MS: Memorial has enabled me to go above and beyond my wildest dreams. A year ago, I never would have thought that I would be researching my own project and writing a book or spending four months on an internship in Finland and Norway.

Memorial has been so welcoming, encouraging and supportive of me throughout my whole post-secondary education – from the Aboriginal Resource Office supports to the Physics Help Centre to employing me as a research assistant, funding my research project and sending me on this amazing internship.

LP: What motivates you?

MS: I’m motivated by my late mother who was an Indigenous woman. She went to university, made a prosperous career for herself and managed to raise two children all on her own – she was my biggest supporter and a true hero in my eyes.

I’m also motivated by Indigenous youth. I want to be able to show them that getting a post-secondary education is not only possible but that it also opens so many doors. You can be a researcher, a professor, a doctor, a teacher, whatever you want to be.

Michelle Saunders winter swimming in Rovaniemi, Finland.
Photo: Submitted

I am an Inuk woman who can do all of these amazing things and they can as well. In terms of my research, I’m motivated by my ancestors and the elders who have passed down this traditional knowledge for generations and generations – I want to be able to teach that to my children someday and show the world that traditional knowledge is just as important as scientific knowledge.

I’m motivated by my ancestors because I owe it to them to make a change in the way traditional knowledge is perceived.

LP: Do you think innovation plays a role in your internship experience?

MS: I don’t think innovation is always coming up with a new way of doing something, but maybe looking around us and learning from others or looking back at the way things used to be. I think Indigenous Peoples in Canada and around the globe have a lot to teach us. Listening to what they have to say, learning a lesson from them and applying it – to me, that is innovation.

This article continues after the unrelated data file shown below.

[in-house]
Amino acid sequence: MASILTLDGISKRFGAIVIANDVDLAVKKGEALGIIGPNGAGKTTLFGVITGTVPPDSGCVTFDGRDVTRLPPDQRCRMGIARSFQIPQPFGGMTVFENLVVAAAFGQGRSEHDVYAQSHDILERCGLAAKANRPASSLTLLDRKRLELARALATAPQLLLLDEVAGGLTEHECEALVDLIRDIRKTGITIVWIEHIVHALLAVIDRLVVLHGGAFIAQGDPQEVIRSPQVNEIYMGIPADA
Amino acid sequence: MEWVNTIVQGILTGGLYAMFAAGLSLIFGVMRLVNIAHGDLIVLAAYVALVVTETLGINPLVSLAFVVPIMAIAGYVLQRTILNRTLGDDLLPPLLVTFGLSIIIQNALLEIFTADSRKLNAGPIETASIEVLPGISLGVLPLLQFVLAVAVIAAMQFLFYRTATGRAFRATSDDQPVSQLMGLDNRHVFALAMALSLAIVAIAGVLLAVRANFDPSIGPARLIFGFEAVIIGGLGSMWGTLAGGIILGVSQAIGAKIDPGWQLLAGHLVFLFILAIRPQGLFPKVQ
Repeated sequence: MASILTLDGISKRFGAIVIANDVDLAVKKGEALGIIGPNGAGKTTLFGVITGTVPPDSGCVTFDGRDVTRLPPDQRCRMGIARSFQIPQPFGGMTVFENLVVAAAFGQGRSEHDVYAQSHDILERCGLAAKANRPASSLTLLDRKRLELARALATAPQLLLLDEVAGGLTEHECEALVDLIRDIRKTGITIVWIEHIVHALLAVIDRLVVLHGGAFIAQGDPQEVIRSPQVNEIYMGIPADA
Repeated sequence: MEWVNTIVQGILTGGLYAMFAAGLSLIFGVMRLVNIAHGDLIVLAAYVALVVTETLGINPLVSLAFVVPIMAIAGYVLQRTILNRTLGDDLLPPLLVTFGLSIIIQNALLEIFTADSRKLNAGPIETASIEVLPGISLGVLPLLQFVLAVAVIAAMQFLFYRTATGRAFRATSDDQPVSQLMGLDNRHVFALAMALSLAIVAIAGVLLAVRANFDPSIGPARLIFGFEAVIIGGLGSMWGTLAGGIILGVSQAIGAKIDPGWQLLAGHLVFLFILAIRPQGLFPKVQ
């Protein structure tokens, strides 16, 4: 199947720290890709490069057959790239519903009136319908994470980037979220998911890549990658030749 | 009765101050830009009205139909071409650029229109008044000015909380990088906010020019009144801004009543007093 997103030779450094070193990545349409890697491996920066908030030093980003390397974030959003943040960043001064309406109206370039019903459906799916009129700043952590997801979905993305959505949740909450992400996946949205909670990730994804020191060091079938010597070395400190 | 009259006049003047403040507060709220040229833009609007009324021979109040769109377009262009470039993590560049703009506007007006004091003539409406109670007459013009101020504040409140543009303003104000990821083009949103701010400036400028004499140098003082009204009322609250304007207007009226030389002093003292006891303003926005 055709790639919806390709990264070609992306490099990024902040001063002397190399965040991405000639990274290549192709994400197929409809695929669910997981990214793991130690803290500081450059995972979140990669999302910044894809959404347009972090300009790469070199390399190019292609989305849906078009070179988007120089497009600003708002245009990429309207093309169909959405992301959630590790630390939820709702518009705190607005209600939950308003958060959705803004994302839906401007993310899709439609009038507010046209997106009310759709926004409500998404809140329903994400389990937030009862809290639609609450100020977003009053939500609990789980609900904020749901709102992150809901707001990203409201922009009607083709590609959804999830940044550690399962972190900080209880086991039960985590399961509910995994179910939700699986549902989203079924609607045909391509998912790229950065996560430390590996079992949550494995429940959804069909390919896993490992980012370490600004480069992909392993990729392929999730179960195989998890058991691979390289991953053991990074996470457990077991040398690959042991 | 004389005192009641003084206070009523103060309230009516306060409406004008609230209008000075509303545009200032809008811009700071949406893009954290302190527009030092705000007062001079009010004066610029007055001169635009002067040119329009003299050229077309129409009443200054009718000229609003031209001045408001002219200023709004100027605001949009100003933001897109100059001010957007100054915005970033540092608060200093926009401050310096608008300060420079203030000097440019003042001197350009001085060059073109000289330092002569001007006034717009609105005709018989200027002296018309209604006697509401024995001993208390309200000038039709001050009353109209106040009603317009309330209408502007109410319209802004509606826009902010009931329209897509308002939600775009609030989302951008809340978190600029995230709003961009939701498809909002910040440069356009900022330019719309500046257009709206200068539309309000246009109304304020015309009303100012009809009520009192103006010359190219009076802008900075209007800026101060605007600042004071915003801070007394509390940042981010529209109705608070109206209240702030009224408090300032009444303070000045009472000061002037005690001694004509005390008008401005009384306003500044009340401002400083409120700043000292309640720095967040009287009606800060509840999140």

My goals for this internship are to be able to learn from Indigenous Peoples I meet here and take home what I’ve learned and hopefully share that in a way that can help provide a solution to some Indigenous issues in Newfoundland and Labrador and Canada.

LP: Why is innovation, or innovative thinking, important for the future of Newfoundland and Labrador?

MS: I think innovation is very important for the future of Newfoundland and Labrador. Our leaders of tomorrow are our youth and this is the time for us to show them that the possibilities are endless and that is how innovative thinking begins.

“Once we begin to support and encourage Indigenous youth, I think we will begin to see real innovation.”

If we can teach our youth to dream big and give them the right resources and tools to achieve those goals, then we will be in good hands. For the future of Newfoundland and Labrador, we need to put more emphasis on supporting Indigenous youth and marginalized groups.

There are whole groups of people with a perspective and a completely different way of looking at things that have been disadvantaged and not given the same opportunities as others.

Once we begin to support and encourage Indigenous youth, I think we will begin to see real innovation.

LP: What is next for you?

MS: After my internship, I plan on completing my master of science in biology (not sure where yet!) and continuing to work on research with Inuit and other Indigenous groups.

It’s really important to me to continue the work I’m doing, so I’m hoping to be able to do that for a long time.

Funding partners for the internship are Memorial University’s Labrador Institute, the International Grenfell Association, the Nunatsiavut Government, the Indigenous Peoples Secretariat and the University of the Arctic.